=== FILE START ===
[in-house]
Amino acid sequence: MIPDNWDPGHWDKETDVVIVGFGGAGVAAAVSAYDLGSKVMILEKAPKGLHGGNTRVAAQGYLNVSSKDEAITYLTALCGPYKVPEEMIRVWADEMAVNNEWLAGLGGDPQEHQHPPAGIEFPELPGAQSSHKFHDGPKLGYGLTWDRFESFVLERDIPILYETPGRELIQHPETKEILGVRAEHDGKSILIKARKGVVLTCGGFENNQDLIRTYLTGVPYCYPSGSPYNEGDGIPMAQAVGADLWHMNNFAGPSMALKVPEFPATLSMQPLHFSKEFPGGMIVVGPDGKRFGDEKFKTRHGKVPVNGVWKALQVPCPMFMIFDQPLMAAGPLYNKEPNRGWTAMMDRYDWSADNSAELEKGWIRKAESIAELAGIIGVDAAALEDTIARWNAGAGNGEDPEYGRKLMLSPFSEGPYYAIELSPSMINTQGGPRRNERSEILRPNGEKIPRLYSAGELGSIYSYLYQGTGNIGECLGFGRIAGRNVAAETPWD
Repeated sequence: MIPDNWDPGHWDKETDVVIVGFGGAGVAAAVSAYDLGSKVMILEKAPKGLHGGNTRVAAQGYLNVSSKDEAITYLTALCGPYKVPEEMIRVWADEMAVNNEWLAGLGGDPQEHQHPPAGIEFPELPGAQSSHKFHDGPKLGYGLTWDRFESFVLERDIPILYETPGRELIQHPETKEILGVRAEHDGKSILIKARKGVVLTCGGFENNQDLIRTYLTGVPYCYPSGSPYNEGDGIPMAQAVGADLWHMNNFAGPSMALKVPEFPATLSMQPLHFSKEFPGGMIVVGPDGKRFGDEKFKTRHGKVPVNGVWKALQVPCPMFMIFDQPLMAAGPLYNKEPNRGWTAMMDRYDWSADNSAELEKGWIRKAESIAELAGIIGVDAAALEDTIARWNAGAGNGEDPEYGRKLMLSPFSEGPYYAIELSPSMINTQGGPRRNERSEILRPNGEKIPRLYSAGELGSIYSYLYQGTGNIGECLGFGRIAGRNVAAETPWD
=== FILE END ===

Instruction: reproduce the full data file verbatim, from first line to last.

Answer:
[in-house]
Amino acid sequence: MIPDNWDPGHWDKETDVVIVGFGGAGVAAAVSAYDLGSKVMILEKAPKGLHGGNTRVAAQGYLNVSSKDEAITYLTALCGPYKVPEEMIRVWADEMAVNNEWLAGLGGDPQEHQHPPAGIEFPELPGAQSSHKFHDGPKLGYGLTWDRFESFVLERDIPILYETPGRELIQHPETKEILGVRAEHDGKSILIKARKGVVLTCGGFENNQDLIRTYLTGVPYCYPSGSPYNEGDGIPMAQAVGADLWHMNNFAGPSMALKVPEFPATLSMQPLHFSKEFPGGMIVVGPDGKRFGDEKFKTRHGKVPVNGVWKALQVPCPMFMIFDQPLMAAGPLYNKEPNRGWTAMMDRYDWSADNSAELEKGWIRKAESIAELAGIIGVDAAALEDTIARWNAGAGNGEDPEYGRKLMLSPFSEGPYYAIELSPSMINTQGGPRRNERSEILRPNGEKIPRLYSAGELGSIYSYLYQGTGNIGECLGFGRIAGRNVAAETPWD
Repeated sequence: MIPDNWDPGHWDKETDVVIVGFGGAGVAAAVSAYDLGSKVMILEKAPKGLHGGNTRVAAQGYLNVSSKDEAITYLTALCGPYKVPEEMIRVWADEMAVNNEWLAGLGGDPQEHQHPPAGIEFPELPGAQSSHKFHDGPKLGYGLTWDRFESFVLERDIPILYETPGRELIQHPETKEILGVRAEHDGKSILIKARKGVVLTCGGFENNQDLIRTYLTGVPYCYPSGSPYNEGDGIPMAQAVGADLWHMNNFAGPSMALKVPEFPATLSMQPLHFSKEFPGGMIVVGPDGKRFGDEKFKTRHGKVPVNGVWKALQVPCPMFMIFDQPLMAAGPLYNKEPNRGWTAMMDRYDWSADNSAELEKGWIRKAESIAELAGIIGVDAAALEDTIARWNAGAGNGEDPEYGRKLMLSPFSEGPYYAIELSPSMINTQGGPRRNERSEILRPNGEKIPRLYSAGELGSIYSYLYQGTGNIGECLGFGRIAGRNVAAETPWD